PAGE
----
The New Arab Revolt: What Happened, What It Means, and What Comes Next, The Council on Foreign Relations, New York, USA, 2011, 496 pp.
The New Arab Revolt: What Happened, What It Means, and What Comes Next brings together more than sixty articles, interviews, congressional testimony, and op-eds from experts and thought leaders, including Bernard Lewis, Fouad Ajami, Richard Haass, Lisa Anderson, Martin Indyk, Steven Cook, Aluf Benn, Dirk Vandewalle, and Nassim Nicholas Taleb. In addition, it includes articles from Foreign Affairs media, and primary source documents, and major public statements by the main players, including Barack Obama, Hillary Rodham Clinton, joined by Egyptian opposition writings, such as statements by Hosni Mubarak, Muammar al-Qaddafi, and others are joined by Egyptian opposition writings and relevant primary source documents.
This 500 page volume is organized in six main chapters. The first section of the book, “The Past as Prologue,” offers an historical overview through contributions published in Foreign Affairs over the last decades. For instance, Fouad Ajami’s 1995 article “The Sorrows of Egypt” paints an indelible portrait of the Mubarak regime in all its Brezhnevite torpor, showing just what regional publics would rise up against a decade and a half later. Martin Indyk’s 2002 article “Back to the Bazaar” explains the cold-blooded calculation behind Washington’s acceptance and even support of such a state of affairs –because the existing regional order did a passable job at serving American interests, at least in the short to medium term. Bernard Lewis’s 2005 article “Freedom and Justice in the Modern Middle East,” written during a brief moment a few years ago when it seemed as if the authoritarian order was crumbling, debunks the notion that tyranny is somehow the natural state of affairs in the Arab world– a concept that brings to mind George W. Bush’s classic line about “the soft bigotry of low expectations.” And Steven A. Cook’s 2009 essay on Mubarak’s succession, together with his postscript a year later on Mohammed El Baradei’s presidential candidacy, shows an Egypt still trapped in political amber with no immediate prospects of release.
The second section, “The Ice Breaks Up,” explores the events in the first two critical upheavals. Michele Penner Angrist’s piece, written just after Ben Ali’s ouster in mid-January 2011, analyzes what happened in Tunisia and why. That is followed by a series of articles on Egypt, from an all-star lineup of regional experts, that look at every aspect of the situation there from the role of the military and the Muslim Brotherhood to the dynamics of constitutional reform and the implications for Cairo’s relations with Washington and Jerusalem. The section closes with a detailed analysis of the Egyptian case by Dina Shehata and a provocative comparison of two “black swans,” Egypt’s turmoil and the recent global financial crisis, by Nassim Nicholas Taleb and Mark Blyth.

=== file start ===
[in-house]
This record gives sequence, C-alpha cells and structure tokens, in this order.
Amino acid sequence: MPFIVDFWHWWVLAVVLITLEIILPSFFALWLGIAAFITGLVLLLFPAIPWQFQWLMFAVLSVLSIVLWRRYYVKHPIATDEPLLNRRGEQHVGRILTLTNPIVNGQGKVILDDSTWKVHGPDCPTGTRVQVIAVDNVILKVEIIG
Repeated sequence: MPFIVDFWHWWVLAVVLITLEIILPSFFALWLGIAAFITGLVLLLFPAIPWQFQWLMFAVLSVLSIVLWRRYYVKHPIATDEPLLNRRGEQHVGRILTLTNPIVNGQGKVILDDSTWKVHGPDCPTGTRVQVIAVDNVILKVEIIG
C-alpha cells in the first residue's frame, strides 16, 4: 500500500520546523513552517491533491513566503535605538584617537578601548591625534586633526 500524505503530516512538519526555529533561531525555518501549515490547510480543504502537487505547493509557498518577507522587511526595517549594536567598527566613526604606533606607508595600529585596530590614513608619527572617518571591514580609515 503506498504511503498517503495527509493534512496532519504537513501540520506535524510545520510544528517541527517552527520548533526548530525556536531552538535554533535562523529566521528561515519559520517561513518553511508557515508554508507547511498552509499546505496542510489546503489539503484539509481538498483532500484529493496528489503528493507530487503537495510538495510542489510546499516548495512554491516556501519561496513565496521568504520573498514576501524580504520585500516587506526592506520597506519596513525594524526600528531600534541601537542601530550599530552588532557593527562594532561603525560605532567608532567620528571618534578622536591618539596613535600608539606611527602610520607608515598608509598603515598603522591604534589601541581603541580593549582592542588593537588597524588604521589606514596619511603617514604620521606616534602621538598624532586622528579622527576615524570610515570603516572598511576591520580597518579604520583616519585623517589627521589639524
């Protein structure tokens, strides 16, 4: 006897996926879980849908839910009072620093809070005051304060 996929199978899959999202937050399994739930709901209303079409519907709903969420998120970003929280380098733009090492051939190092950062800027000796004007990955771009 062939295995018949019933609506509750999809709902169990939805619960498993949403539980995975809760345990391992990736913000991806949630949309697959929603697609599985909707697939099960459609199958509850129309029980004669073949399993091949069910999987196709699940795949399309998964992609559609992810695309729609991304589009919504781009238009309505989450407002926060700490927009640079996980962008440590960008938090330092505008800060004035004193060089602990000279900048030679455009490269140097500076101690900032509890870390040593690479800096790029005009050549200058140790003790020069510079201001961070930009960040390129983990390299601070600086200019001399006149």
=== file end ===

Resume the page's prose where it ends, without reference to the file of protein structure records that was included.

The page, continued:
The third section, “The Cracks Spread,” analyzes the Tunisian and the Egyptian revolutions’ consequences on Algeri-a, Bahrain, Iran, Iraq, Jordan, Morocco, Palestine, Saudi Arabia, Syria, and Yemen, along with some region-wide discussions of food prices, demography, and women’s rights. Geneive Abdo makes a parallel between Egypt and Iran. She explain the activists “want the international community to draw attention to Iran’s human rights violations. Indeed, in the International Peace Institute poll, 55 percent of all respondents said that the West should speak out against the regime’s human rights violations. This is an area in which the government is vulnerable. Iran has managed to convince at least a sizable portion of the population that the crackdown and repression after the 2009 movement have been necessary to preserve the country. If the United States makes clear that it condemns repression and supports the aspirations of the Iranian people, it could inspire young non-ideological Iranians –who have much in common with their Egyptian counterparts– to confront the security forces. One step further, which some U.S. senators have already backed, would be to establish an independent UN human rights monitor to track the situation in Iran and publicize violations.”
The fourth section is dedicated to the decision to intervene in Lybia and the early stages of the conflict. When the rebellion against Muammar al-Qaddafi’s regime faltered and Qaddafi’s forces regained momentum, the Obama administration decided to join France and Britain in a military operation to stave off a rebel defeat (and the massacres that some believed would follow). Sanctified by both the United Nations and the Arab League, Operation Odyssey Dawn quickly (and perhaps unintentionally) became a test case for a new doctrine of humanitarian intervention, one that promised limited results for a limited investment.
In the fifth section, “What it Means and What Comes Next,” Lisa Anderson explains what the Tunisian, Egyptian, and Libyan cases had in common and where they diverged. Jack Goldstone tries to define the type of revolution these uprisings actually were and asks about their future implications. Michael Doran looks to the demise of the British-sponsored regional order in the 1950s for contemporary lessons and argues that in the months and years ahead Iran might try to play Gamal Abdel Nasser’s role and galvanize opposition to Washington and the West. And Shadi Hamid and Daniel Byman assess the impact of the upheavals on Islamist political parties and terrorism, respectively.
Finally, the last section presents a selection of some major public statements by President Obama and Secretary of State Hillary Clinton to speeches from Hosni Mubarak, Muammar al-Qaddafi, and others.
This book pulls together what is needed to understand the origins and significance of the Arab awakening.